Once everything was ready I raised the Fiero and dropped the old engine cradle and installed the Diesel engine cradle. Everything went pretty well until I went to close the decklid and the reinforcing rib on the underside of the decklid hit the AC compressor and the alternator. Crap!!!! I ended up having to use the Fiero AC compressor which was smaller in diameter and moving the alternator. I had to make and modify mounting brackets for them and find a serpentine belt to fit the new arrangement. It all worked out.
This picture shows that there is about 3/8 in clearance between the decklid and the AC compressor and alternator.
The wiring was pretty simple for the Diesel. I salvaged wiring and connectors from a Fiero so everything plugs right into the Fiero. I could plug the the old engine back in without having to mess with the wiring. I now have about 150 miles on the diesel engine and it runs great. I am having a little difficulty getting the transmission torque converter lockup to work properly. But I am sure I will get it to work soon.
178 Walker Circle
Clinton, TN 37716
The 4.3 Litre V6 Diesel seemed to have some interesting plans for the future, starting in 1986, with a rumored GM cars powered by the 4.3 Litre Tuned Induction Diesel, which turned a Front Drive Diesel Ciera, into a 0-60 in 10 second diesel cruiser using modified intake and exhaust..it was clear, as it always has been, that the Diesel V6 is hiding performance...get into one, and tell me that it DOESNT perform for 85 Horsepower! The Rear Drive cars with this engine can easily bring a chirp to the rear wheel, even on the dryest pavement. With that in mind, along with its bulky, yet stubby, compact size..your mind takes you on a trip. You begin to think about all of the vehicles that can house a 4.3L V6 Diesel, and when properly tuned, could easily keep up with, if not out perform the gas versions that where actually produced..ESPECIALLY in the FWD chasis, or lets not forget, the rear engine Fiero, which shares the same engines and transmissions as the FWD cars. It was about 6 years ago, when my dad obtained, well, an 87 Fiero GT with a blown up 2.8L V6 Gas burner..several ideas came to mind...Rebuild the Gas v6, or go for the gold, and install a small block Chevy engine into this body. His mind stopped at that point, but mine went on to think, Hey, the installation of a FWD 4.3 V6 Diesel would be quite interesting...I found myself inspecting the empty engine compartment, trying to visualize how tight of a fit it would be...yikes!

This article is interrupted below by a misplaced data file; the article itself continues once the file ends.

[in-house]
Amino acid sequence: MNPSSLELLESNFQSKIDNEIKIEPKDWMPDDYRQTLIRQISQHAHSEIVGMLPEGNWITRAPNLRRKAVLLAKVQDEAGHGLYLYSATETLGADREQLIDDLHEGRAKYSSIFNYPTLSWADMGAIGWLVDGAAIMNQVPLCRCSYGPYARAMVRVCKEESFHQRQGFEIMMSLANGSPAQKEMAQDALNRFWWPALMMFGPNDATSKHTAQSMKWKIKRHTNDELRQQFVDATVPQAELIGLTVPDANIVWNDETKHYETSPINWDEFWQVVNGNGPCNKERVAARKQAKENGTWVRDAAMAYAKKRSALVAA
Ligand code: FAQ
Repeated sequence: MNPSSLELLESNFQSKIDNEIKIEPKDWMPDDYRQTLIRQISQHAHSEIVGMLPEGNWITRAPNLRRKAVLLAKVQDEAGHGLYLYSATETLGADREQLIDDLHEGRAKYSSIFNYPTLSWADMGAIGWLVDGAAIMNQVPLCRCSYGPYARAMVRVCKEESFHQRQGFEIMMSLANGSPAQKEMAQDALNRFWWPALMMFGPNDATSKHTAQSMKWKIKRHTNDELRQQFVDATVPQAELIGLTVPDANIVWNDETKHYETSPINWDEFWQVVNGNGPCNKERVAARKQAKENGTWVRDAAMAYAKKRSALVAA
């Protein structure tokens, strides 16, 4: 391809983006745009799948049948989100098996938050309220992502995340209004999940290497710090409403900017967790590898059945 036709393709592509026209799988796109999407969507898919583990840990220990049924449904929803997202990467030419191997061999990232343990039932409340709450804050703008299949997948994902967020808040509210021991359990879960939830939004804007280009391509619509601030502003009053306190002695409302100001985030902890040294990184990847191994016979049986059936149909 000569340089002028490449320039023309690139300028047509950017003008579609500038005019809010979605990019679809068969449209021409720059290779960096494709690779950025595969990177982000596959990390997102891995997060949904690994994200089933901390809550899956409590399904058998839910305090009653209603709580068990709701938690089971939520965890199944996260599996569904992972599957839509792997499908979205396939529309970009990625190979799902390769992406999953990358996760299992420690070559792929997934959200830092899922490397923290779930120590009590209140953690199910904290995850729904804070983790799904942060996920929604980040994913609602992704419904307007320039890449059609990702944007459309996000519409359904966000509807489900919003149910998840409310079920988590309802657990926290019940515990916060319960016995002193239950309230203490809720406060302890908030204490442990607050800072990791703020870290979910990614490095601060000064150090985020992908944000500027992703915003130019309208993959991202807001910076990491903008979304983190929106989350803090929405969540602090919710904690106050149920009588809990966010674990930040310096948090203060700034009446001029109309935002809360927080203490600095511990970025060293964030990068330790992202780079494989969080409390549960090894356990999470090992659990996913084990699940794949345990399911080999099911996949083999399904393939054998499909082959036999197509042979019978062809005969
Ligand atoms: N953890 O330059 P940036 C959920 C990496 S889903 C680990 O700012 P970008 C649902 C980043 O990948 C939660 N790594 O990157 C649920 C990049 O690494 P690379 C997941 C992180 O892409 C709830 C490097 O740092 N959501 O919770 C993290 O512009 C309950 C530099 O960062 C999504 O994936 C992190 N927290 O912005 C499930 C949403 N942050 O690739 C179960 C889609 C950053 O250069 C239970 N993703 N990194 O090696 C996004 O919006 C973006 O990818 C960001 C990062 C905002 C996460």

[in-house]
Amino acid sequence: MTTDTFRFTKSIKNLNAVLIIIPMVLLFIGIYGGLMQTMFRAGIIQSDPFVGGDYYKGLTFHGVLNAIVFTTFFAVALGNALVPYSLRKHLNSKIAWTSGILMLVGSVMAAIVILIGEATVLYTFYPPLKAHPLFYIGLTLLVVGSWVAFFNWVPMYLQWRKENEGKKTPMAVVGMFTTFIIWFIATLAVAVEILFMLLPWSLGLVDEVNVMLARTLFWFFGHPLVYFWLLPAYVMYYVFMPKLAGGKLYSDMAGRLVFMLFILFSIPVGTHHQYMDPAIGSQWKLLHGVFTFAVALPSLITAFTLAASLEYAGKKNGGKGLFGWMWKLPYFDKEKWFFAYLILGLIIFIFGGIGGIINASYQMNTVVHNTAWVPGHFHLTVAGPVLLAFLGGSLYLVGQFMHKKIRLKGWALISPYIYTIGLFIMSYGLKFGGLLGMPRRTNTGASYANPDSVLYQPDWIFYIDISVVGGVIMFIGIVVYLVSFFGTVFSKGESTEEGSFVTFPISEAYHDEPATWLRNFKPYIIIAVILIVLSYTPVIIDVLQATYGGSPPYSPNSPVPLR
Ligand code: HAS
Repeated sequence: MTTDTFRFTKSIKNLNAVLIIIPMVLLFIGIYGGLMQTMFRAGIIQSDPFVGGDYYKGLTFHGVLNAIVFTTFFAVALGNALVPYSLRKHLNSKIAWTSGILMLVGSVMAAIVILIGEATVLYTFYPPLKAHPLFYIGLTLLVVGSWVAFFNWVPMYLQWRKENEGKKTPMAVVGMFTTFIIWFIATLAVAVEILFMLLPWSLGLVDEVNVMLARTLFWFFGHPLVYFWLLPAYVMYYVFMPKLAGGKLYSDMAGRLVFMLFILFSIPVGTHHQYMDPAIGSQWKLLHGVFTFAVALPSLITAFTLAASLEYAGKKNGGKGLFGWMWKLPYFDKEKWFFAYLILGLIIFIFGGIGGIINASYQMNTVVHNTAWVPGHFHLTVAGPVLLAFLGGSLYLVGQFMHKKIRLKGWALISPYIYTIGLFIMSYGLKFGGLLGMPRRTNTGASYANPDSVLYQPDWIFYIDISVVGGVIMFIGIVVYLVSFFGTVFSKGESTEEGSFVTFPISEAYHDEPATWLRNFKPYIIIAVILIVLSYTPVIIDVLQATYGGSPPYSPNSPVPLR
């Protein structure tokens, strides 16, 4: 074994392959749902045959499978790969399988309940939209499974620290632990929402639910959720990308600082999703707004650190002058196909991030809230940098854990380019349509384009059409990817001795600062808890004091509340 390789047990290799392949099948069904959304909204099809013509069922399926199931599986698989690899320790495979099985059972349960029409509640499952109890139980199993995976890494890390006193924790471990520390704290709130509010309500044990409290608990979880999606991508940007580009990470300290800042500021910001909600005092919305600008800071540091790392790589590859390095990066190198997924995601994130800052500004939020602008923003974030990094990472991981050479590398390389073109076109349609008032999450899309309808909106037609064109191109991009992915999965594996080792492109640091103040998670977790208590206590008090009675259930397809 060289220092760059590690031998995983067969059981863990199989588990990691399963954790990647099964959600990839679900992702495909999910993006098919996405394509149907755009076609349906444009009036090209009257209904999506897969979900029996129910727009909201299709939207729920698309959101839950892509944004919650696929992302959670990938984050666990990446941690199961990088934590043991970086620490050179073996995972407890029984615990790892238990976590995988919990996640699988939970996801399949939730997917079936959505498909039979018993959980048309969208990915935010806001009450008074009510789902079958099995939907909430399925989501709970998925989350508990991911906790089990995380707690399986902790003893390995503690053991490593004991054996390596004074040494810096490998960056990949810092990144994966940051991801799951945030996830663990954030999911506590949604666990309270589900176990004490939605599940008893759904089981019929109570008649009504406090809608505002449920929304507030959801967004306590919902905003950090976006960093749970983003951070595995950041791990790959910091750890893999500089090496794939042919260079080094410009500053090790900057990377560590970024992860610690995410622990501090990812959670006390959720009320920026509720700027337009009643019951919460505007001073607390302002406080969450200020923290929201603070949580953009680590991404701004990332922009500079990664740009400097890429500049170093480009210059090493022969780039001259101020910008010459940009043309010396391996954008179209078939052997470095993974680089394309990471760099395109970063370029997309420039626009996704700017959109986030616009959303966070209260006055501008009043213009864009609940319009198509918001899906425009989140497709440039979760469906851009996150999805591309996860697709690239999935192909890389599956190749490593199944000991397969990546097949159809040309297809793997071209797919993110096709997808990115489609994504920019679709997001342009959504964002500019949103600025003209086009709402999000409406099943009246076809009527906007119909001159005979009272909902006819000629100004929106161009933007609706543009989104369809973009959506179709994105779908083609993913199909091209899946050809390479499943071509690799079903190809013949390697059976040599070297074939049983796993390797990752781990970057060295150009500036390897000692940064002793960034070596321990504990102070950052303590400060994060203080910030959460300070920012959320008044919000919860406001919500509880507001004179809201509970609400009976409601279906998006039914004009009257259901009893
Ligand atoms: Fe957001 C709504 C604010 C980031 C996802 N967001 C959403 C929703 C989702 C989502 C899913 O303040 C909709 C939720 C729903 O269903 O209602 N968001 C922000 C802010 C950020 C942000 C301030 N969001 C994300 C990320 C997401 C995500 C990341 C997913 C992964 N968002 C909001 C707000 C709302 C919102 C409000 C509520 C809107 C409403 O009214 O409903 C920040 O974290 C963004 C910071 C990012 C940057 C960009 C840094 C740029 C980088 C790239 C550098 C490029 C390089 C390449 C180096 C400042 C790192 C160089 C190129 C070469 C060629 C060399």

Well, like thousands of others, it didnt become reality for me, but it was definatly a conversion which always stuck in my mind. Several Months ago, Rick Michelhaugh mentioned that he had drive to go through with this conversion, and what it shows, is an example of what we in North America missed out on...Diesel power, in performance applications...unrealistic? Definatly not. Interesting to drive? I would say so...
I will tell you, Rick sent about a Dozen pictures, however, the space that they allot me for a "Free Website" would bring it pretty close to nearly full..I did my best to pick the ones that showed all that was explained in the story. Forgive me...